Flow measurements are initiated when the sensor receives the start measurement command (0x1000). The continuous update of the measurement results takes place until the measurement is stopped by the receipt of any command outside the 0x1000 to 0x1FFF range.

If a different command is received in between, then the command 0x1000 needs to be resent prior to reading the out flow measurement results. If this other command was in the range of 0x1000 to 0x1 FFFF, the sensor is still making measurements. Hence, 0x1000 is the only command that can move the internal pointer back to the measurement result register.

If this other command is not within the range of 0x1000 to 0x1FFFF, then the measurement will be restarted by the 0x1000 command. The following table illustrates a sequence with explanations for every command.

Ģ time (ms) I2C communication Measuring? Comment
0 - No Powering up of the sensor.
100 80a  10a  00a →Yes After the sensor is out of reset, the start measurement command is sent.
0.5 81n  FFa  FFa FFa Yes First measurement result read out after chip reset is always invalid.
0.5 81a  F0a  00a  CRCa Yes Valid measurement data is read out + CRC byte.
0.5 81a  F0a  14n Yes Updated flow value is read out. CRC is chosen not to read out.
0.4 81n Yes No valid measurement data is ready yet. The read request is not acknowledged.
0.1 81a  F0a  29a  CRCa Yes New measurement data is available and read out.
1 80a  77a  00a →No Read ID command is send.
0.1 81a  D5a  3Fa  CRCa No The ID command is read (example data).
0.1 80a  10a  00a →Yes Start measurement command is sent.
0.5 81a  F0a  00a  CRCa Yes Valid measurement data is read out + CRC byte.

Dark areas with white text indicate that the sensor controls the SDA (Data) line.
An a indicates and ACK, an n indicates a NACK.

Read Data Layout

Data provided by the sensor comprises two bytes, with the most significant byte and bit read first and the least significant bit and byte are read last. The following table provides more details on the content of the different results:

Read Flow Measurement Result
Bit #Bits Description/Coding Boot State default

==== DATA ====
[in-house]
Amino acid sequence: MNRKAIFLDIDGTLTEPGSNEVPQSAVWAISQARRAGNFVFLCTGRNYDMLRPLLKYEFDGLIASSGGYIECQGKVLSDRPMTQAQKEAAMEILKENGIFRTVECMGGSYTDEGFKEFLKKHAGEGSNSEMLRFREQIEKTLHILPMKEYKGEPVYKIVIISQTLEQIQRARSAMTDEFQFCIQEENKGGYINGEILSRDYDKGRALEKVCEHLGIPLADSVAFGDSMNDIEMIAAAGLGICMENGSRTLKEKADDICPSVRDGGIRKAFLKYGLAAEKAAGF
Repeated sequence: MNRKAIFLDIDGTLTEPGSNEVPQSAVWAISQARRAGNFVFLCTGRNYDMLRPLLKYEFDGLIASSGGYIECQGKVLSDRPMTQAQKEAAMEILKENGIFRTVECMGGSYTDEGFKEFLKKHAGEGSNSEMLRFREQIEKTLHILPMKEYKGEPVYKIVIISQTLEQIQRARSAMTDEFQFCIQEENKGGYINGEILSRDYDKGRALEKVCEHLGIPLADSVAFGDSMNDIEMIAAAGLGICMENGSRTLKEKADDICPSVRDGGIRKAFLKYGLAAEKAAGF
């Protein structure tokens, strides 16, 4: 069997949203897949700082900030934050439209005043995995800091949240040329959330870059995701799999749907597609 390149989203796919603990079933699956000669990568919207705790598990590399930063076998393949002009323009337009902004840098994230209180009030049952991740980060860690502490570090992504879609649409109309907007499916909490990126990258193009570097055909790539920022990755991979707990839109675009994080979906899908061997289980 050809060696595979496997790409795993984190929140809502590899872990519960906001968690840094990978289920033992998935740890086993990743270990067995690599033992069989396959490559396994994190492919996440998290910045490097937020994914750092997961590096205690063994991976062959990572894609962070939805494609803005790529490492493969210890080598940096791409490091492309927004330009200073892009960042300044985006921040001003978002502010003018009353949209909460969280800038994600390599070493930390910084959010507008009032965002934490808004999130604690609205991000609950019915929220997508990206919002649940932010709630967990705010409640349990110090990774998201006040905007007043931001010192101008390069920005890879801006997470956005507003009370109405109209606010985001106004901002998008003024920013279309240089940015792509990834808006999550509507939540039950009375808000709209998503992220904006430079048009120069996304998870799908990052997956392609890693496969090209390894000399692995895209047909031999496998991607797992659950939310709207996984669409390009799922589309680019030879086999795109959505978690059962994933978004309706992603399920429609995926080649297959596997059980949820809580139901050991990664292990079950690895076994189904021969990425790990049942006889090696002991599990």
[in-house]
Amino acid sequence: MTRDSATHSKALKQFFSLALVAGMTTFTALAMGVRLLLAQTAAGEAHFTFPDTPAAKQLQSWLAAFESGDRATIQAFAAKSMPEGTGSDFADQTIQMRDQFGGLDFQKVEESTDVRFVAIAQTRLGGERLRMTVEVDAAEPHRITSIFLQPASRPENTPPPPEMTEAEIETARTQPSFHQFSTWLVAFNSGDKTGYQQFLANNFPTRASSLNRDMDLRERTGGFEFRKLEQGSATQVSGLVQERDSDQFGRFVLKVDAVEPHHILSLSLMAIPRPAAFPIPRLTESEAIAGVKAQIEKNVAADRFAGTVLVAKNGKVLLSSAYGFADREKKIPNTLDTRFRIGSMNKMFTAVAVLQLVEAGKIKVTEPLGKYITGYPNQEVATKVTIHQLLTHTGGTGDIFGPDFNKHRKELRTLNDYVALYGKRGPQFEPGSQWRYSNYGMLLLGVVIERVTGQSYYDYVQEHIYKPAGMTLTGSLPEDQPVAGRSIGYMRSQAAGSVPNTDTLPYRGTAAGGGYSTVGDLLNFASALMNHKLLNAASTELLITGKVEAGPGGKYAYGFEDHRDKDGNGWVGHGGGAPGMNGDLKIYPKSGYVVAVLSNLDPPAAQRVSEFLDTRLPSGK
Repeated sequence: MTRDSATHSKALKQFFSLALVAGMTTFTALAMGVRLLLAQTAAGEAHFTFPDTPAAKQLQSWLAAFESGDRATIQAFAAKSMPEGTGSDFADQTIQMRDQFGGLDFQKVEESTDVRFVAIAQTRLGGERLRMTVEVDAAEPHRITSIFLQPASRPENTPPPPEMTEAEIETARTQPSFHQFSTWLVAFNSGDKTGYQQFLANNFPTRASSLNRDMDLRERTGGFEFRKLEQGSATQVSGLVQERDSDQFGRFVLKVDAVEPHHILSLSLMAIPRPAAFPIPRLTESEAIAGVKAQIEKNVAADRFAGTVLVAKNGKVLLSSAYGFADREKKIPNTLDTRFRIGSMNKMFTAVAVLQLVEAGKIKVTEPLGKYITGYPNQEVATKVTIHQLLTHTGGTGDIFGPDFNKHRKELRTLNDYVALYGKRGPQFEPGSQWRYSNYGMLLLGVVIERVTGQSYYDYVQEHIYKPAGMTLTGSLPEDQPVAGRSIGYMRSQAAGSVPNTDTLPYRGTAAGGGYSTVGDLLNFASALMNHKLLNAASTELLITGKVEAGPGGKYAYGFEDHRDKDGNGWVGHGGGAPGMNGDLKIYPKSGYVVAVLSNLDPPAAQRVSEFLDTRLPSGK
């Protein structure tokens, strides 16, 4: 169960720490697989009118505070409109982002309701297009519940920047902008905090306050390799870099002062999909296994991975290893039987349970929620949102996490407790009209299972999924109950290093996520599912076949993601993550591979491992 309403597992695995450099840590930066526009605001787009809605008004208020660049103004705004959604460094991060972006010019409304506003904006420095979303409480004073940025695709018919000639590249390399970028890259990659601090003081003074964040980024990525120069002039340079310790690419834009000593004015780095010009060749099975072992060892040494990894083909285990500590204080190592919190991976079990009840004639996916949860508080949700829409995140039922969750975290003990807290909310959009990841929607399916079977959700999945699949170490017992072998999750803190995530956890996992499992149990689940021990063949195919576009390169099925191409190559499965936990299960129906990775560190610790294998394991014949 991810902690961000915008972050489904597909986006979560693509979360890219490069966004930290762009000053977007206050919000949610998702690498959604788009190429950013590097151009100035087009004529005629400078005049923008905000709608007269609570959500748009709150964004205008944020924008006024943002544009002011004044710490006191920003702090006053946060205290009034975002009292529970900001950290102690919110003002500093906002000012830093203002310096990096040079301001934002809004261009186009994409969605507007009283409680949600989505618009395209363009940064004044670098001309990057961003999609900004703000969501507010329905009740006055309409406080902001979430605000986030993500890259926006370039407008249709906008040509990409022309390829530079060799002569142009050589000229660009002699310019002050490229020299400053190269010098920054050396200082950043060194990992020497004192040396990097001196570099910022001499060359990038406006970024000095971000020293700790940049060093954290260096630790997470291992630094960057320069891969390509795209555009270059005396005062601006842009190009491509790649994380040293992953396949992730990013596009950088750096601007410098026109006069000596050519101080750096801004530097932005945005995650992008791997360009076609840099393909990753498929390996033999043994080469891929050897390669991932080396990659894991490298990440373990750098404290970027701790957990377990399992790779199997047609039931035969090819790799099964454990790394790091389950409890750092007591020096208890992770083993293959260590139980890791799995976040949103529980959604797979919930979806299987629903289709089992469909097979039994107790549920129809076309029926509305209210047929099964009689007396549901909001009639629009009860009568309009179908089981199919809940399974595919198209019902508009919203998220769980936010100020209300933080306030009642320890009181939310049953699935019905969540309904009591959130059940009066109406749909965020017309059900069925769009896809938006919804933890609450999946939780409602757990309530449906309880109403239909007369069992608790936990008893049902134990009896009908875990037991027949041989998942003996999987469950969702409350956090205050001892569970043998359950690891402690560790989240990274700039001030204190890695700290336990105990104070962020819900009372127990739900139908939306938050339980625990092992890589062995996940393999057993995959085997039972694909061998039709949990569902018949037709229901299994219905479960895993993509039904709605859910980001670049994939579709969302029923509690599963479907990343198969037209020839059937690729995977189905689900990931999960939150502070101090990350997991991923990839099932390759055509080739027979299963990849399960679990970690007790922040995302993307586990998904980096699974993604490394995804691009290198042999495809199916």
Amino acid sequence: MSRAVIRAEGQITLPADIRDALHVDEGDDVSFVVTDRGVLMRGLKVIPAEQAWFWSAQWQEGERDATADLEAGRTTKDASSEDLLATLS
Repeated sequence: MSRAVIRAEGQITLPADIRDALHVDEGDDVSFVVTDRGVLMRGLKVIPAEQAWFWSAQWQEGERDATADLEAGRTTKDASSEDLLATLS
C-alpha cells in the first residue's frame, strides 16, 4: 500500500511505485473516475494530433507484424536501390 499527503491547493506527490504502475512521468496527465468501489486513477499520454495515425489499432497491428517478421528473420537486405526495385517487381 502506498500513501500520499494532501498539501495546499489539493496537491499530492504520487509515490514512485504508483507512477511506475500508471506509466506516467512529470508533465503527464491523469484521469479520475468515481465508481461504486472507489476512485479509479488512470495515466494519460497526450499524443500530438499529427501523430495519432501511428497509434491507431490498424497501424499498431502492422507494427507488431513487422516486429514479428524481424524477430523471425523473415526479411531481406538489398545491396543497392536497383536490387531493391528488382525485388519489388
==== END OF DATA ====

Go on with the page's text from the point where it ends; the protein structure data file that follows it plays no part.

15:0 16 Flow path measurement. Bit <1:0> is always zero. 0
Read Status
Bit #Bits Description/Coding Boot State default
15:14 2 Unused 0
13:0 14 measurement error occurred
00 0000 0000 0000: no error occurred
else: error occurred
Read ID *
Bit #Bits Description/Coding Boot State default
15:12 4 unused 0
11:0 12 revision ID revision ID

* Please note that the revision ID value will change in case of future chip revisions.

Conversion of Measurement Results into Measured Values

The following formula is used to convert the measurement results into measured values:

The datasheet contains the offset and scale factor values. The first measurement is taken immediately after the chip initialization is not valid.

CRC-8 Redundant Data Transmission

Cyclic redundancy checking (CRC) technique is used to detect errors in data transmission. An n-bit checksum containing redundant information about the data sequence is added to the actual data sequence by the transmitter. The checksum enables the receiver to determine transmission errors. The CRC-8 standard based on the generator polynomial: x8 + x5 + x4 +1. (0x31) is implemented by the SFM3000 sensor.

Soft reset

The soft reset command (Figure 5) initiates a sensor reset devoid of switching off or on the power. Once the command is received, the control/status register contents from the EEPROM are reinitialized by the sensor. The sensor then begins operating as per these settings.

The soft reset command

Figure 5. The soft reset command


Deviations from the NXP I2C specification can be observed in the I2C interface of the SFM3000, which needs to be locked up and ceased to respond, under the following conditions:

  • Glitches on the SCL.
  • The first byte read from the sensor is not acknowledged by the master after the receipt of the header byte (I2C address + R bit).

These phenomena can be avoided by ensuring that the first data byte of the transaction is always acknowledged by the master during data reading from the sensor. In addition, a sensor reset must be possible through a hard reset. Furthermore, shorter cable length is recommended between the sensor and the microprocessor.

This information has been sourced, reviewed and adapted from materials provided by Sensirion Inc.

For more information on this source, please visit Sensirion Inc.